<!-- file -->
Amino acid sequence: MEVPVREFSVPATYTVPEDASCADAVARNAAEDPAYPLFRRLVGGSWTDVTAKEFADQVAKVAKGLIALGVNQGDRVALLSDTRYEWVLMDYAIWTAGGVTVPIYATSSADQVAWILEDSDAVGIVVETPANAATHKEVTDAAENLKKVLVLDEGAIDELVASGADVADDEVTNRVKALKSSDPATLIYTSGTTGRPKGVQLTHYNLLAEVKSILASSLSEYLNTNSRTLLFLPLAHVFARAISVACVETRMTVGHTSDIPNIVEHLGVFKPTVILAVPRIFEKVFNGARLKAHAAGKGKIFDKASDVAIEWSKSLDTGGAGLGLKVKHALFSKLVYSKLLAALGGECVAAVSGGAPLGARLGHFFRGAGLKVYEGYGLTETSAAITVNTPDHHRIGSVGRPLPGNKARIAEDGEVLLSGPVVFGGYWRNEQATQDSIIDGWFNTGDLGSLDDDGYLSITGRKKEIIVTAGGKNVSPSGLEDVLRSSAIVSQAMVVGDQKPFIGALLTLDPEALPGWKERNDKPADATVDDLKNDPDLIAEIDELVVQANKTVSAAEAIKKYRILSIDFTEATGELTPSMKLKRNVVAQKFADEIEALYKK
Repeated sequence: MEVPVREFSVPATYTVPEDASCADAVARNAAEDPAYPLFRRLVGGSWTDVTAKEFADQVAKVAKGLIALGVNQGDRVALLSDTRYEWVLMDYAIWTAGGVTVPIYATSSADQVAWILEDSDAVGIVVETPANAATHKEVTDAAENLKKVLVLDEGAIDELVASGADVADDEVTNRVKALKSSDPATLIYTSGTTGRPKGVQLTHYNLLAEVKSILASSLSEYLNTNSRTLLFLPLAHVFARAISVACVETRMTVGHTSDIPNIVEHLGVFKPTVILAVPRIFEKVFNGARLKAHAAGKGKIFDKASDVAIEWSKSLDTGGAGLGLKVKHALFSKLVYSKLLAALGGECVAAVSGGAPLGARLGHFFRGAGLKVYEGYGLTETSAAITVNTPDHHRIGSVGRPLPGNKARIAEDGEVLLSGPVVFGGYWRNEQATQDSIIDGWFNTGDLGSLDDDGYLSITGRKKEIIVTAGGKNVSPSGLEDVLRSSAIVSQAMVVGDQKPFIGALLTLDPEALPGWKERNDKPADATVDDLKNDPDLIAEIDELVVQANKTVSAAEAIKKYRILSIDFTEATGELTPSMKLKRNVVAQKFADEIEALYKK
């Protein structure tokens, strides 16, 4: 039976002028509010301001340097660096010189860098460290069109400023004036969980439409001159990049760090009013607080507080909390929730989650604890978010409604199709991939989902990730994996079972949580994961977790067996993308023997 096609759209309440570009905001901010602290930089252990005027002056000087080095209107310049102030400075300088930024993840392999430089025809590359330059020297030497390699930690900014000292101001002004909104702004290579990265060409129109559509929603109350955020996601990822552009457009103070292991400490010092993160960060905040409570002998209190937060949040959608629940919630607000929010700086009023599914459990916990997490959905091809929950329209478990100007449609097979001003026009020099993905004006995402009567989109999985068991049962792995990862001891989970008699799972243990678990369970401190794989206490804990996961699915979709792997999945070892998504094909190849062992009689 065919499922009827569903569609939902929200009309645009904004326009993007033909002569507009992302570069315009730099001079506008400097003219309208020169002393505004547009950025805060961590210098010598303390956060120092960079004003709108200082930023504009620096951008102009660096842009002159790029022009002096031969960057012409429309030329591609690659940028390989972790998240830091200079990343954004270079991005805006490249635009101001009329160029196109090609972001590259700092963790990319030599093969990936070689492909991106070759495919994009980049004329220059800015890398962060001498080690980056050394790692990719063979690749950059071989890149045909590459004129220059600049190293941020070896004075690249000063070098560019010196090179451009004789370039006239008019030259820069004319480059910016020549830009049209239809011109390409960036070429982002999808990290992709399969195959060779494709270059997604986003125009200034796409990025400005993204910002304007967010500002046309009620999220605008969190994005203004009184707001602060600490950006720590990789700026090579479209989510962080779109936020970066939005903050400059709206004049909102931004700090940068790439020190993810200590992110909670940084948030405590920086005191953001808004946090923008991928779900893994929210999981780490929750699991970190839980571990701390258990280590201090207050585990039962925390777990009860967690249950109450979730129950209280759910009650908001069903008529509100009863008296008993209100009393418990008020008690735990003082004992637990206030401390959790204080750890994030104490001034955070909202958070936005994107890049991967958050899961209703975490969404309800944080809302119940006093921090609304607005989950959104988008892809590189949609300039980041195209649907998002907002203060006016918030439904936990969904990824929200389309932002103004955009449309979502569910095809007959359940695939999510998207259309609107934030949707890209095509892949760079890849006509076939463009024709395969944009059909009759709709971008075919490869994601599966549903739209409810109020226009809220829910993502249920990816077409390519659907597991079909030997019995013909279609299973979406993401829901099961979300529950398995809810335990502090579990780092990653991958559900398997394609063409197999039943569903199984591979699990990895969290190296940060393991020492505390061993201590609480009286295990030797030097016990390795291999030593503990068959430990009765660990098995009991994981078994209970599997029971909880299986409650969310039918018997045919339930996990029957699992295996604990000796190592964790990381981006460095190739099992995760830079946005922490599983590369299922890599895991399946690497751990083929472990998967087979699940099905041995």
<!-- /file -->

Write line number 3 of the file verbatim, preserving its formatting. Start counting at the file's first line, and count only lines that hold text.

């Protein structure tokens, strides 16, 4: 039976002028509010301001340097660096010189860098460290069109400023004036969980439409001159990049760090009013607080507080909390929730989650604890978010409604199709991939989902990730994996079972949580994961977790067996993308023997 096609759209309440570009905001901010602290930089252990005027002056000087080095209107310049102030400075300088930024993840392999430089025809590359330059020297030497390699930690900014000292101001002004909104702004290579990265060409129109559509929603109350955020996601990822552009457009103070292991400490010092993160960060905040409570002998209190937060949040959608629940919630607000929010700086009023599914459990916990997490959905091809929950329209478990100007449609097979001003026009020099993905004006995402009567989109999985068991049962792995990862001891989970008699799972243990678990369970401190794989206490804990996961699915979709792997999945070892998504094909190849062992009689 065919499922009827569903569609939902929200009309645009904004326009993007033909002569507009992302570069315009730099001079506008400097003219309208020169002393505004547009950025805060961590210098010598303390956060120092960079004003709108200082930023504009620096951008102009660096842009002159790029022009002096031969960057012409429309030329591609690659940028390989972790998240830091200079990343954004270079991005805006490249635009101001009329160029196109090609972001590259700092963790990319030599093969990936070689492909991106070759495919994009980049004329220059800015890398962060001498080690980056050394790692990719063979690749950059071989890149045909590459004129220059600049190293941020070896004075690249000063070098560019010196090179451009004789370039006239008019030259820069004319480059910016020549830009049209239809011109390409960036070429982002999808990290992709399969195959060779494709270059997604986003125009200034796409990025400005993204910002304007967010500002046309009620999220605008969190994005203004009184707001602060600490950006720590990789700026090579479209989510962080779109936020970066939005903050400059709206004049909102931004700090940068790439020190993810200590992110909670940084948030405590920086005191953001808004946090923008991928779900893994929210999981780490929750699991970190839980571990701390258990280590201090207050585990039962925390777990009860967690249950109450979730129950209280759910009650908001069903008529509100009863008296008993209100009393418990008020008690735990003082004992637990206030401390959790204080750890994030104490001034955070909202958070936005994107890049991967958050899961209703975490969404309800944080809302119940006093921090609304607005989950959104988008892809590189949609300039980041195209649907998002907002203060006016918030439904936990969904990824929200389309932002103004955009449309979502569910095809007959359940695939999510998207259309609107934030949707890209095509892949760079890849006509076939463009024709395969944009059909009759709709971008075919490869994601599966549903739209409810109020226009809220829910993502249920990816077409390519659907597991079909030997019995013909279609299973979406993401829901099961979300529950398995809810335990502090579990780092990653991958559900398997394609063409197999039943569903199984591979699990990895969290190296940060393991020492505390061993201590609480009286295990030797030097016990390795291999030593503990068959430990009765660990098995009991994981078994209970599997029971909880299986409650969310039918018997045919339930996990029957699992295996604990000796190592964790990381981006460095190739099992995760830079946005922490599983590369299922890599895991399946690497751990083929472990998967087979699940099905041995």